In addition, Congress passed legislation last month that would bar the Navy secretary from closing the site until he and top military leaders certify the availability of a site or sites that would provide "equivalent or superior" levels of training.

A Pentagon spokesman would not comment Wednesday because he had not seen the ruling.

Puerto Rican researchers have linked heart disease and other health problems found among Vieques residents to naval gunfire and pollutants released during military exercises.

The Navy denies the allegations.

Opposition to the Navy's use of Vieques erupted after a jet dropped two errant bombs in 1999 that killed a civilian Puerto Rican guard.

The Navy owns about half of Vieques, and the bombing range covers 900 acres on the island's eastern tip.

Law-breaking Companies Can Get Government Contracts

Associated Press

WASHINGTON January 3, 2002 (AP) - President Bush has repealed a Clinton-era rule favored by unions that prevents the government from awarding contracts to businesses that have broken environmental, labor, tax or other federal laws.

He also has threatened a recess appointment of conservative labor lawyer Eugene Scalia, son of Supreme Court justice Antonin Scalia, to inspector general at the Labor Department.

The Bush administration also has announced plans to eliminate the 10 regional offices of the Women's Bureau of the Labor Department and failed to deal with workplace safety after Congress repealed ergonomics regulations last spring.

Since the administration turned to labor issues, said the AFL-CIO's Karen Nussbaum, "There's been plenty of action. It's been all negative."

President Clinton signed the lawbreaking contractor rule in 2000, a few months after a computer analysis by The Associated Press found hundreds of contractors remained eligible for new federal business despite convictions or lawsuits for defrauding the government.

The Bush administration had suspended enforcement of the rule in March and repealed it for good last week.

Business groups praised repeal, contending the regulation went too far and unfairly blacklisted companies that had minor infractions or had not been proved guilty.

"This rule gave government agents blanket discretion to blacklist federal contractors based on subjective and arbitrary notions of satisfactory compliance with any federal, state or even foreign law," said Randy Johnson, U.S. Chamber of Commerce vice president for labor and employee benefits. "Mere allegations of wrongdoing could prevent a business from winning a federal contract."

The chamber organized the National Alliance Against Blacklisting and lobbied Congress with other business groups.

Union officials retorted that a violator of labor, employment, environmental, civil rights or other federal laws cannot be trusted to receive government contracts.

"To ordinary citizens who play by the rules every day, the Bush administration has said that it's OK for corporations that violate the law to be rewarded with millions of taxpayer dollars," the AFL-CIO said.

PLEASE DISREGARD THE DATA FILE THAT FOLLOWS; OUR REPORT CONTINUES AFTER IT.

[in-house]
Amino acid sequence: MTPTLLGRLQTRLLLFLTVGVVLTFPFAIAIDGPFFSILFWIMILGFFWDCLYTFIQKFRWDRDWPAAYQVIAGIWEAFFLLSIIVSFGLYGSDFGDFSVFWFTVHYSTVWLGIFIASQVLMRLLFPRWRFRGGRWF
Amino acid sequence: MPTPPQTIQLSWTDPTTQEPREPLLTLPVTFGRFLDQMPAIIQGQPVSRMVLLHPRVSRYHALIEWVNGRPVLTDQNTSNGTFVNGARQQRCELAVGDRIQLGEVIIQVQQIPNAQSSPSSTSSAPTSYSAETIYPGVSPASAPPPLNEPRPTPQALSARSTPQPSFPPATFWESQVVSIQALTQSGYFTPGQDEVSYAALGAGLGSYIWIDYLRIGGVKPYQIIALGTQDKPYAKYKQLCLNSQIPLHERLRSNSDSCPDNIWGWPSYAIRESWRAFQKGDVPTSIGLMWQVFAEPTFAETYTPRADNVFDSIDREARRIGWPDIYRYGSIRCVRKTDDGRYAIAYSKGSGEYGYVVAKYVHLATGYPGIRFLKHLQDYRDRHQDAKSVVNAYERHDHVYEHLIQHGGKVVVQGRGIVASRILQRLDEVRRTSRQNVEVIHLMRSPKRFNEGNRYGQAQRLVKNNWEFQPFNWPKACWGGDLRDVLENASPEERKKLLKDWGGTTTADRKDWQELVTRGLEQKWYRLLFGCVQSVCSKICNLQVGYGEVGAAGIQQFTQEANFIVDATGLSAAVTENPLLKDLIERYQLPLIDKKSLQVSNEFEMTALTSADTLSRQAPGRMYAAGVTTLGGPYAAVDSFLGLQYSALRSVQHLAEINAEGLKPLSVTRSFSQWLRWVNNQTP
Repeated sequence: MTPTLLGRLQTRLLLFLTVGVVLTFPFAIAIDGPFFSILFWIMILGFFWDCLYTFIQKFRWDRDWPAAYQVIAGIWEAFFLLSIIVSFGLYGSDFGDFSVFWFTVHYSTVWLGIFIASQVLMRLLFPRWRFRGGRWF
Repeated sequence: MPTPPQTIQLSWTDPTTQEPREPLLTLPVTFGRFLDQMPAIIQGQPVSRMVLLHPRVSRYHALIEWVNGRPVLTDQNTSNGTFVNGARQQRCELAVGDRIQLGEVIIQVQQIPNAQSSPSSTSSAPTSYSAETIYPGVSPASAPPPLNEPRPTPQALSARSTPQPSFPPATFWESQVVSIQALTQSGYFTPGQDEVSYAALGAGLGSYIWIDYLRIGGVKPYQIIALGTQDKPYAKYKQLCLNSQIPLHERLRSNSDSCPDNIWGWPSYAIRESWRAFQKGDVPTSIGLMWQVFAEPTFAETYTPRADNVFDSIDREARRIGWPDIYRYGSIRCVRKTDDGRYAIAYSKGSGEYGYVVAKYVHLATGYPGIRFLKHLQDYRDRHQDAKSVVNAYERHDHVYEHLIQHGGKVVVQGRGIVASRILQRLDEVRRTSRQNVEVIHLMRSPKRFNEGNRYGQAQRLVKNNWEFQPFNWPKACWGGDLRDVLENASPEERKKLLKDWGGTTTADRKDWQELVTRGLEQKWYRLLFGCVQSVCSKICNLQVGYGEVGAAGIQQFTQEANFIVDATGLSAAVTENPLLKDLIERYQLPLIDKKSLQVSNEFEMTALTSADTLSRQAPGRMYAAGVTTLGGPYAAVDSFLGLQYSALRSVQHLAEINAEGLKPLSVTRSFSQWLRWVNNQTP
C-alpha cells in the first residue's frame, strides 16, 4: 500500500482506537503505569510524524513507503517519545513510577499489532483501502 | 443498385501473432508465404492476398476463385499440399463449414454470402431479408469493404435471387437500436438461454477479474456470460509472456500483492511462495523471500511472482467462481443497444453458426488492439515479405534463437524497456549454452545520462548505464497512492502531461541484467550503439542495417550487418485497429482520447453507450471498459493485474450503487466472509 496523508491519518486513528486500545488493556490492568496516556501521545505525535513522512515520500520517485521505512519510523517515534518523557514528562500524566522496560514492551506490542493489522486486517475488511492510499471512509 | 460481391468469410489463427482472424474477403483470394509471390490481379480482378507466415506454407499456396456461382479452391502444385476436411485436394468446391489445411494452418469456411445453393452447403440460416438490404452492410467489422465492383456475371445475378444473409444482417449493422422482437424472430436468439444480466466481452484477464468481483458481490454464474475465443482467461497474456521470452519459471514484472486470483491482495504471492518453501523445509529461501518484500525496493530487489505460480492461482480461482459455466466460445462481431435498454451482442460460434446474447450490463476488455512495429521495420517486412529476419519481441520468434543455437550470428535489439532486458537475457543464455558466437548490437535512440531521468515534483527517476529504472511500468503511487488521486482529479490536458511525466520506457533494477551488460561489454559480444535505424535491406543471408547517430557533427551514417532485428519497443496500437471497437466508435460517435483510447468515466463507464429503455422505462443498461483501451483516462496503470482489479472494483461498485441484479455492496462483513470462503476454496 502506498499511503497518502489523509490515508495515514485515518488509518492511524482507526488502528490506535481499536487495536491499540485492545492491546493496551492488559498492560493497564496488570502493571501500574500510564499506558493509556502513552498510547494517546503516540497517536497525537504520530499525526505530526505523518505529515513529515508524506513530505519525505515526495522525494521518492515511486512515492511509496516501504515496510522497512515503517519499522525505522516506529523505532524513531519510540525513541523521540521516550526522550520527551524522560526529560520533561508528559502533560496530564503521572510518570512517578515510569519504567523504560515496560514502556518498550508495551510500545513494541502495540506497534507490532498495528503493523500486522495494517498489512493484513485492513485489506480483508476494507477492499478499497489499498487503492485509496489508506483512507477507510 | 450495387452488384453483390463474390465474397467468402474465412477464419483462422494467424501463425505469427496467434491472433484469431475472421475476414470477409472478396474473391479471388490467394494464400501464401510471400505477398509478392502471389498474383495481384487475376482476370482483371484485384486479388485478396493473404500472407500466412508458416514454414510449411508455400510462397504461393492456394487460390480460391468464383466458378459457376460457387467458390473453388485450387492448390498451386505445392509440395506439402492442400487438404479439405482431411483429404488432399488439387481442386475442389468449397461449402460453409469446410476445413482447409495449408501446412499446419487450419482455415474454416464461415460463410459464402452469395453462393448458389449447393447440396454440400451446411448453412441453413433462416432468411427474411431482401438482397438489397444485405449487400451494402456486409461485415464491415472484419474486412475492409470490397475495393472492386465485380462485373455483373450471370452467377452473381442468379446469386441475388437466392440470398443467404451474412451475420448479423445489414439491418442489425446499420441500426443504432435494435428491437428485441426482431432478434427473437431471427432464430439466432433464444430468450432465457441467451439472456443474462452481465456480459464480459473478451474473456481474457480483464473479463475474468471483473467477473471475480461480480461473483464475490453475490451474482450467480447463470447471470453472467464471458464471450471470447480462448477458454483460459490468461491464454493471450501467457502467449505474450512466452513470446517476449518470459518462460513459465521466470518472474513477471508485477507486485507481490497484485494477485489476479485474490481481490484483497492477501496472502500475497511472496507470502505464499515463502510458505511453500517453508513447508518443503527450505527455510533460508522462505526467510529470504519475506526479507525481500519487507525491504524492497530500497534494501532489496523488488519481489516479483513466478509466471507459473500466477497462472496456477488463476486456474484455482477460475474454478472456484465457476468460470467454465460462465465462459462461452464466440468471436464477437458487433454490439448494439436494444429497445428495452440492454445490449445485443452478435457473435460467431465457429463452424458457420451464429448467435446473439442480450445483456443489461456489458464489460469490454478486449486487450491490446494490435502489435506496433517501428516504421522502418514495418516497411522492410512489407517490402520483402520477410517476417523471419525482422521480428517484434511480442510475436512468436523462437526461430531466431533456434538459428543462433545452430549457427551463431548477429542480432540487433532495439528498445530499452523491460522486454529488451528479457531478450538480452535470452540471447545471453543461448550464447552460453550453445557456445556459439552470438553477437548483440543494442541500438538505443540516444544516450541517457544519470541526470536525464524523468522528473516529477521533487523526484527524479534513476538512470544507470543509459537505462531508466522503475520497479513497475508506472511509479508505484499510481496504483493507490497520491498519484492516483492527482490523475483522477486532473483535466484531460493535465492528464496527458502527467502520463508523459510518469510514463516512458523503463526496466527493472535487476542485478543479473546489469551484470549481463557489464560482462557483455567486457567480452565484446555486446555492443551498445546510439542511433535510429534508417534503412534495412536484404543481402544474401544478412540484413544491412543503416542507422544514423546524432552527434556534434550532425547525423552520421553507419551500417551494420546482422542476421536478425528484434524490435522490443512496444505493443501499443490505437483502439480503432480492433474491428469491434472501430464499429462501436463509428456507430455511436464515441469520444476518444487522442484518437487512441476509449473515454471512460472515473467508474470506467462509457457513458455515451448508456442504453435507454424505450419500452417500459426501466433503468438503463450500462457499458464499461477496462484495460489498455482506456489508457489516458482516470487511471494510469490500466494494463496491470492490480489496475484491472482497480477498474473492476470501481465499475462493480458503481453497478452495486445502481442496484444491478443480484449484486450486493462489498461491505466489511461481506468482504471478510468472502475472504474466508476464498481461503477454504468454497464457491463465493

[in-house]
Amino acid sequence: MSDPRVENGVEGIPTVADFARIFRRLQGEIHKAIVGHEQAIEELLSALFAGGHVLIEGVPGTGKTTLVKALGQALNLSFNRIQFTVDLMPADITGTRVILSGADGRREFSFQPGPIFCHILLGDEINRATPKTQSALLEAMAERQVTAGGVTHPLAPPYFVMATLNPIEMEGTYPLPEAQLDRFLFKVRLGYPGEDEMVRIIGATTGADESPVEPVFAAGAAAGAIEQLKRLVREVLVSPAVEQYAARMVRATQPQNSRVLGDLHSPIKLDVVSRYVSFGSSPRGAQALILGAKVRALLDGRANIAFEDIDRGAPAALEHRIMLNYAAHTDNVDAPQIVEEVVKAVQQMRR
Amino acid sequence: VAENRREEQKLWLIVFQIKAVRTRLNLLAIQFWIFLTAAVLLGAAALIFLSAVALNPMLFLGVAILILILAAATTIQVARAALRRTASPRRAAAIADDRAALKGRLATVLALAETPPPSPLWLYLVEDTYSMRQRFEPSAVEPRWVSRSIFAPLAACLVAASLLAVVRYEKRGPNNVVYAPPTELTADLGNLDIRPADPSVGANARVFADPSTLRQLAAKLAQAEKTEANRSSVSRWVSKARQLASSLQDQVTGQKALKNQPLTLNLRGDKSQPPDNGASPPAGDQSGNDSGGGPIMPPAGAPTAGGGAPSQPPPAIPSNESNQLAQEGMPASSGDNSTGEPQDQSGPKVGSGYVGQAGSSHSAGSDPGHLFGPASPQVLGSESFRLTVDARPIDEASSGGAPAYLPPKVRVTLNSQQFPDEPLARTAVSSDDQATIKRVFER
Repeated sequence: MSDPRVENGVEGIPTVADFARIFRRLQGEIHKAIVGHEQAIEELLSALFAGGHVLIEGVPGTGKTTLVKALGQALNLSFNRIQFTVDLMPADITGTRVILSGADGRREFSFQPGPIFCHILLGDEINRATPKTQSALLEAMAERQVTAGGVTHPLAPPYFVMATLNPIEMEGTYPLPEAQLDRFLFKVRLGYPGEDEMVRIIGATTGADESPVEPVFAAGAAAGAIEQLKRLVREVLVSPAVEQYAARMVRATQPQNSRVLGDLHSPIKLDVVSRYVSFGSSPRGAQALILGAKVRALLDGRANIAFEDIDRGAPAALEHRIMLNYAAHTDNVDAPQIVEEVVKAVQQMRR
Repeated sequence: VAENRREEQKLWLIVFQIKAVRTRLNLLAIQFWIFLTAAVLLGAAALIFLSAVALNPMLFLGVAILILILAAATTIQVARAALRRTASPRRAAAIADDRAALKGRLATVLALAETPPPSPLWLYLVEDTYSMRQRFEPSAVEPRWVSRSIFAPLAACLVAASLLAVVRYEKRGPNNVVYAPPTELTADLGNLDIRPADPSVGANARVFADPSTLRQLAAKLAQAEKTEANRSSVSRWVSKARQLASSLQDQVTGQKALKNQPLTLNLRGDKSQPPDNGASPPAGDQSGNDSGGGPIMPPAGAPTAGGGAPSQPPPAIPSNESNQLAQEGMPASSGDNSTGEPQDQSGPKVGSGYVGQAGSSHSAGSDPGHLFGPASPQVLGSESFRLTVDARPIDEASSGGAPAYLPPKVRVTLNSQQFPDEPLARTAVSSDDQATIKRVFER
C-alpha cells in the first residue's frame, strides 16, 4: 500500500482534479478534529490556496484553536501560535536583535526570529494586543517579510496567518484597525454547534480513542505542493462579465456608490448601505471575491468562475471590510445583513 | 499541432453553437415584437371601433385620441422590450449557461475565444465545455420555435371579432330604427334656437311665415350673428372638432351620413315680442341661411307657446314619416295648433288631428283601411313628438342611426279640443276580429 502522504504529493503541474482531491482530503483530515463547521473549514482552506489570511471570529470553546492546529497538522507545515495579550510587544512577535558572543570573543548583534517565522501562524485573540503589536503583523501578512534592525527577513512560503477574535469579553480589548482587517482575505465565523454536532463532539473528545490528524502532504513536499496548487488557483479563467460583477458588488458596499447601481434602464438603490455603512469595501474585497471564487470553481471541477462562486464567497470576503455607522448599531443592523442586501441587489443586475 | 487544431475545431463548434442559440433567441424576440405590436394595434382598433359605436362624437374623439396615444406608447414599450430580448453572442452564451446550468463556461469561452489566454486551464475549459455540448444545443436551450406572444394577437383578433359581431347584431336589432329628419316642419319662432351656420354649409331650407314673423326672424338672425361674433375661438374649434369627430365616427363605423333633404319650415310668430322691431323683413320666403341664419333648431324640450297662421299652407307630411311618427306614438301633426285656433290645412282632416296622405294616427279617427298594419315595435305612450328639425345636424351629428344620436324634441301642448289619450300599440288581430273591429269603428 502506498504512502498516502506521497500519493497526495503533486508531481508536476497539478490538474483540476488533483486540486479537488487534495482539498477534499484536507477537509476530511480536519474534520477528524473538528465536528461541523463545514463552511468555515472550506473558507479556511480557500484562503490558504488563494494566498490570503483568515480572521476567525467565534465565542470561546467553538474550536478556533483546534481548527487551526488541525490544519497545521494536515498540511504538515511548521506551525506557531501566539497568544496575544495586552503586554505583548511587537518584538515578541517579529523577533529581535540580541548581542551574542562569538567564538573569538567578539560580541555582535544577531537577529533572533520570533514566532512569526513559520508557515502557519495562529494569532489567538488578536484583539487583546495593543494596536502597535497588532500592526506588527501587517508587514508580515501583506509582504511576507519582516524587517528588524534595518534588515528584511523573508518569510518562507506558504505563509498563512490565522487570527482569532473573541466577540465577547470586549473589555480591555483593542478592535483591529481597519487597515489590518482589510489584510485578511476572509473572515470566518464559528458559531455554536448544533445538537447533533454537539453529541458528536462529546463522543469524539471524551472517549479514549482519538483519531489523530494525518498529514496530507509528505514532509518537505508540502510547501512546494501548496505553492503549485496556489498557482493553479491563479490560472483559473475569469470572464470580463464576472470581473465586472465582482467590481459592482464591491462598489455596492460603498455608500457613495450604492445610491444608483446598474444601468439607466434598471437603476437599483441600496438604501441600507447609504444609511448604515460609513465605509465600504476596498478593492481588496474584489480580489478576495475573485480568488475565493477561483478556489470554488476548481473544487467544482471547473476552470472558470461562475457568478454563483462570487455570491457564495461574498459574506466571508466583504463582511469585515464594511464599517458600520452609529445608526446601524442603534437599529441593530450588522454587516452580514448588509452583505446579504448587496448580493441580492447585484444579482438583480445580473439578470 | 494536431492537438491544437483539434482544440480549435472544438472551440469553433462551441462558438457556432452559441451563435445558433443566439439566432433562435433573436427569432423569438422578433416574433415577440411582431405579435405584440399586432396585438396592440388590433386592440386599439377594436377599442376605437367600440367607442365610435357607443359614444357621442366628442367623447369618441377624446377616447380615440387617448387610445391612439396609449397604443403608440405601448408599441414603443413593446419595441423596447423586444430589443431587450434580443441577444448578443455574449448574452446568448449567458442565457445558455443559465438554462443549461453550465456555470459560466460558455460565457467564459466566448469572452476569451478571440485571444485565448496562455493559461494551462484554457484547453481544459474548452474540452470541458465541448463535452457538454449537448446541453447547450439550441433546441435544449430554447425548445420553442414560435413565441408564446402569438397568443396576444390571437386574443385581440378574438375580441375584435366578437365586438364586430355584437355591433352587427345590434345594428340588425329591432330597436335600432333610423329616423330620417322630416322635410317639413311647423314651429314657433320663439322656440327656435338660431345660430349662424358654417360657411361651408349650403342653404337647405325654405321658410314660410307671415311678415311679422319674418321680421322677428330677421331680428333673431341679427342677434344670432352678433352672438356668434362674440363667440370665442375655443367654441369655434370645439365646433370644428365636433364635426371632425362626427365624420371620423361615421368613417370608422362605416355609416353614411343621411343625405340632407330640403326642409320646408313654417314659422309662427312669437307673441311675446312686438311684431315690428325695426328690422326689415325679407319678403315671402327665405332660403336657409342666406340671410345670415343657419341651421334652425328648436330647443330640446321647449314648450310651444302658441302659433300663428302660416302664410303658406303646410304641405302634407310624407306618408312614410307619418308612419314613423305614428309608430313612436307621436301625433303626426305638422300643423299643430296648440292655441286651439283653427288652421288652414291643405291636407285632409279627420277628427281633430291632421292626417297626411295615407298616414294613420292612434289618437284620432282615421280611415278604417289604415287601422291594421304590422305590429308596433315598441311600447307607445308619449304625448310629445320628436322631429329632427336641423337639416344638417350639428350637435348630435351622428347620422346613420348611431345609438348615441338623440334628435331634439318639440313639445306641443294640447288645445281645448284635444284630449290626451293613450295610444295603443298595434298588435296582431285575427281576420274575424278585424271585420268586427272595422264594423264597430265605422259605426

Unions also are bracing for a Bush recess appointment of Scalia, which means he could serve without Senate confirmation until next January. The Senate went on its holiday break without taking up the nomination.

Scalia refused to discuss his nomination Wednesday. Organized labor opposes the appointment because of Scalia's opposition to a Clinton-era ergonomics regulation, killed by Congress last spring, which was aimed at reducing workplace injuries. Scalia criticized the rule as "quackery" based on "junk science." Ergonomics deals with human characteristics to be considered in the design and arrangement of things to prevent injury to people who use them.

Unions also are awaiting a decision by Labor Secretary Elaine Chao about how the agency will handle workplace safety, with new regulations or voluntary guidelines.

Congress repealed Clinton-era regulations last year after a big legislative fight that pitted business against labor unions. The regulations mandated that employers make changes to reduce the incidence of worker injuries related to ergonomics. After the repeal, Chao promised a "comprehensive plan" by her agency to reduce such injuries.

Occupational Safety and Health Administration spokeswoman Bonnie Friedman said Thursday the announcement could come "very soon."

"Instead of taking an opportunity to build on progress made during the Clinton administration, the Department of Labor under President Bush and Secretary Chao seems intent on unraveling those gains," AFL-CIO President John Sweeney said.

The Bush administration also is considering elimination of 10 regional offices of the Labor Department's Women's Bureau, but Labor spokeswoman Sue Hensley said no decision has been made. The White House Women's Initiatives Office already has been shut down.

Hundreds Protest as Harry Potter Burns!

ALAMOGORDO, N.M. January 1, 2002 (AP) - With hundreds protesting nearby, a church group burned "Harry Potter" and other books.